People cuss in my books. People cuss in my real life. I cuss, especially at Citadel basketball games. I’m perfectly sure that Steve Shamblin and other teachers prepared their students well for any encounters with violence or profanity in my books just as Gene Norris prepared me for the profane language in The Catcher in the Rye forty-eight years ago.

The world of literature has everything in it, and it refuses to leave anything out. I have read like a man on fire my whole life because the genius of English teachers touched me with the dazzling beauty of language. Because of them I rode with Don Quixote and danced with Anna Karenina at a ball in St. Petersburg and lassoed a steer in Lonesome Dove and had nightmares about slavery in Beloved and walked the streets of Dublin in Ulysses and made up a hundred stories in The Arabian Nights and saw my mother killed by a baseball in A Prayer for Owen Meany. I’ve been in ten thousand cities and have introduced myself to a hundred thousand strangers in my exuberant reading career, all because I listened to my fabulous English teachers and soaked up every single thing those magnificent men and women had to give. I cherish and praise them and thank them for finding me when I was a boy and presenting me with the precious gift of the English language.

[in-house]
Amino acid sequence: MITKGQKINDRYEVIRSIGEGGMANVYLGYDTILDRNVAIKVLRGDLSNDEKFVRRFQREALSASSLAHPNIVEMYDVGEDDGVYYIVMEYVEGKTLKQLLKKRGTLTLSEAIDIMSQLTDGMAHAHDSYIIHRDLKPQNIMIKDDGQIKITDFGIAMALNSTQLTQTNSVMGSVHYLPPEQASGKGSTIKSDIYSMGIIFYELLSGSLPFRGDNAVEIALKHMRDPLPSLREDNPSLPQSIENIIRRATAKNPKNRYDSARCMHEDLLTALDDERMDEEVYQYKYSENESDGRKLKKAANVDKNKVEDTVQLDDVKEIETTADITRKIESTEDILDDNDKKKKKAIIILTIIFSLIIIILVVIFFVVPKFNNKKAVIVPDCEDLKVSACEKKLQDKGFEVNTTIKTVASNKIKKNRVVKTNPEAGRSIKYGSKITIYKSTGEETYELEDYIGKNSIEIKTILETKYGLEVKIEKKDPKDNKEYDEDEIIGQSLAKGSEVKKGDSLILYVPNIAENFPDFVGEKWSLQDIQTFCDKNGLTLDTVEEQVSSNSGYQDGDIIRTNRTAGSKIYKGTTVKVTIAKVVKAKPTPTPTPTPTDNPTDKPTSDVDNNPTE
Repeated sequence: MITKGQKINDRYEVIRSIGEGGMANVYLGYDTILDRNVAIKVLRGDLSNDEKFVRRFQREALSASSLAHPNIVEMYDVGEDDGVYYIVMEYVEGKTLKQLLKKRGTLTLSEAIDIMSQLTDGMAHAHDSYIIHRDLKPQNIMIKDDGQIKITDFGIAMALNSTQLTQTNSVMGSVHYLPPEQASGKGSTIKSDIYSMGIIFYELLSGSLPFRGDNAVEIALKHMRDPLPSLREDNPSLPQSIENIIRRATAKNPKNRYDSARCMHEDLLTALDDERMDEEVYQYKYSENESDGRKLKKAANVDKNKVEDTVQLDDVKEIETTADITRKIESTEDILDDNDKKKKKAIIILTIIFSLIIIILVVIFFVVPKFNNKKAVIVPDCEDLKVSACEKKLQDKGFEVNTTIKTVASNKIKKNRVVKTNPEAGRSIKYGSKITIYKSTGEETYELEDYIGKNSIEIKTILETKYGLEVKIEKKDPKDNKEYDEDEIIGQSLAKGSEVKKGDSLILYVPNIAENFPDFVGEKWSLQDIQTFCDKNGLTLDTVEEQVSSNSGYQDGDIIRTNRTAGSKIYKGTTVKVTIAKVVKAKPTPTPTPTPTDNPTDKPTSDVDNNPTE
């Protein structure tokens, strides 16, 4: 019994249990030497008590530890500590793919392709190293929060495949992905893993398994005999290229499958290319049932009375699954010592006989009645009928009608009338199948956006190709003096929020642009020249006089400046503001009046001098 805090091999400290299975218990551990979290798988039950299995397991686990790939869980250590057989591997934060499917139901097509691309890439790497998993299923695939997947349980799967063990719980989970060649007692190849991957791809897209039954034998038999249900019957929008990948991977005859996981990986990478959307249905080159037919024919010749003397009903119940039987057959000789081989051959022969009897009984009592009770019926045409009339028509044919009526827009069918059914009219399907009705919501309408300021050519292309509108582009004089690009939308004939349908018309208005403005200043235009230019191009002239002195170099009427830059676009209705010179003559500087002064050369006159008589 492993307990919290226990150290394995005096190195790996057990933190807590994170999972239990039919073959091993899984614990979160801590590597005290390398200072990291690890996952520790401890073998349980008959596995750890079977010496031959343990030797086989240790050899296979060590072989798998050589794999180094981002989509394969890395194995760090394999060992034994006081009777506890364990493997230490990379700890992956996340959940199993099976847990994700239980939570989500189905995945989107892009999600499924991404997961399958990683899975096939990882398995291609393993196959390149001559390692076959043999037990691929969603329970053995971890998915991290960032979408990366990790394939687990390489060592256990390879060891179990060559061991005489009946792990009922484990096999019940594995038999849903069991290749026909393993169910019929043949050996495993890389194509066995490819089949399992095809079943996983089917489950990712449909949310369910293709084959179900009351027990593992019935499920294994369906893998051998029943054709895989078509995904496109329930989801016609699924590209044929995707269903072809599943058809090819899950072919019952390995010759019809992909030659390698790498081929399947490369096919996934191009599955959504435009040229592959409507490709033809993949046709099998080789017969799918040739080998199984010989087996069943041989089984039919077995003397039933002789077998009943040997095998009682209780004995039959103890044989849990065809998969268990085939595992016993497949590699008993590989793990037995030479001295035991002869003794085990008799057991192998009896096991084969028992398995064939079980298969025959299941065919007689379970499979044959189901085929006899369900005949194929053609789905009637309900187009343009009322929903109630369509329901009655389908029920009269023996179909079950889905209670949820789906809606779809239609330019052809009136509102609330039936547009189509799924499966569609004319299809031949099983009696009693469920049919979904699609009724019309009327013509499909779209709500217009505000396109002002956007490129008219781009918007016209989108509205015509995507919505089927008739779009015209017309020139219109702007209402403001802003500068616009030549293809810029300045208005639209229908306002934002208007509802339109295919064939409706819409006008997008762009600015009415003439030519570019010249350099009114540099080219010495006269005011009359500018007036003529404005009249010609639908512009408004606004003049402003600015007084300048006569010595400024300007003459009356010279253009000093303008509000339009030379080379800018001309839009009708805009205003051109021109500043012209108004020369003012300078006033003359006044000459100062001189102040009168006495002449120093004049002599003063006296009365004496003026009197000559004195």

The school board of Charleston, West Virginia, has sullied that gift and shamed themselves and their community. You’ve now entered the ranks of censors, book-banners, and teacher-haters, and the word will spread. Good teachers will avoid you as though you had cholera. But here is my favorite thing: Because you banned my books, every kid in that county will read them, every single one of them. Because book-banners are invariably idiots, they don’t know how the world works—but writers and English teachers do.

I salute the English teachers of Charleston, West Virginia, and send my affection to their students. West Virginians, you’ve just done what history warned you against—you’ve riled a Hatfield.


Pat Conroy

You can read the full letter over at Letters of Note.